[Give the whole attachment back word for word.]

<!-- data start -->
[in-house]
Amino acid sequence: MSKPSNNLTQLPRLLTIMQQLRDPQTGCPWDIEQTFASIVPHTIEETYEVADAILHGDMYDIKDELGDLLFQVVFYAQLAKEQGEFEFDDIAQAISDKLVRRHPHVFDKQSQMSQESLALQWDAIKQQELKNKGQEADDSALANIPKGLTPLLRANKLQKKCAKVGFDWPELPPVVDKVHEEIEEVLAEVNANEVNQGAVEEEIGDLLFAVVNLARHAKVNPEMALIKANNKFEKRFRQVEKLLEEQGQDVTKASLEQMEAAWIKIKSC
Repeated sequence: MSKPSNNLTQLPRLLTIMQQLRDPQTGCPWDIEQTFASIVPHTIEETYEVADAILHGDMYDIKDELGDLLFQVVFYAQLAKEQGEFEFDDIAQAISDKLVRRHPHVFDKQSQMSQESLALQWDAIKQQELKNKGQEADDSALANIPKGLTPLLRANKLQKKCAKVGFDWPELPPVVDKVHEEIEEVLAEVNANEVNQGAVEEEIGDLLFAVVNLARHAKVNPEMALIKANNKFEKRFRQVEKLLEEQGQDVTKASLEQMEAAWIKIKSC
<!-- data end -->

[in-house]
Amino acid sequence: MSKPSNNLTQLPRLLTIMQQLRDPQTGCPWDIEQTFASIVPHTIEETYEVADAILHGDMYDIKDELGDLLFQVVFYAQLAKEQGEFEFDDIAQAISDKLVRRHPHVFDKQSQMSQESLALQWDAIKQQELKNKGQEADDSALANIPKGLTPLLRANKLQKKCAKVGFDWPELPPVVDKVHEEIEEVLAEVNANEVNQGAVEEEIGDLLFAVVNLARHAKVNPEMALIKANNKFEKRFRQVEKLLEEQGQDVTKASLEQMEAAWIKIKSC
Repeated sequence: MSKPSNNLTQLPRLLTIMQQLRDPQTGCPWDIEQTFASIVPHTIEETYEVADAILHGDMYDIKDELGDLLFQVVFYAQLAKEQGEFEFDDIAQAISDKLVRRHPHVFDKQSQMSQESLALQWDAIKQQELKNKGQEADDSALANIPKGLTPLLRANKLQKKCAKVGFDWPELPPVVDKVHEEIEEVLAEVNANEVNQGAVEEEIGDLLFAVVNLARHAKVNPEMALIKANNKFEKRFRQVEKLLEEQGQDVTKASLEQMEAAWIKIKSC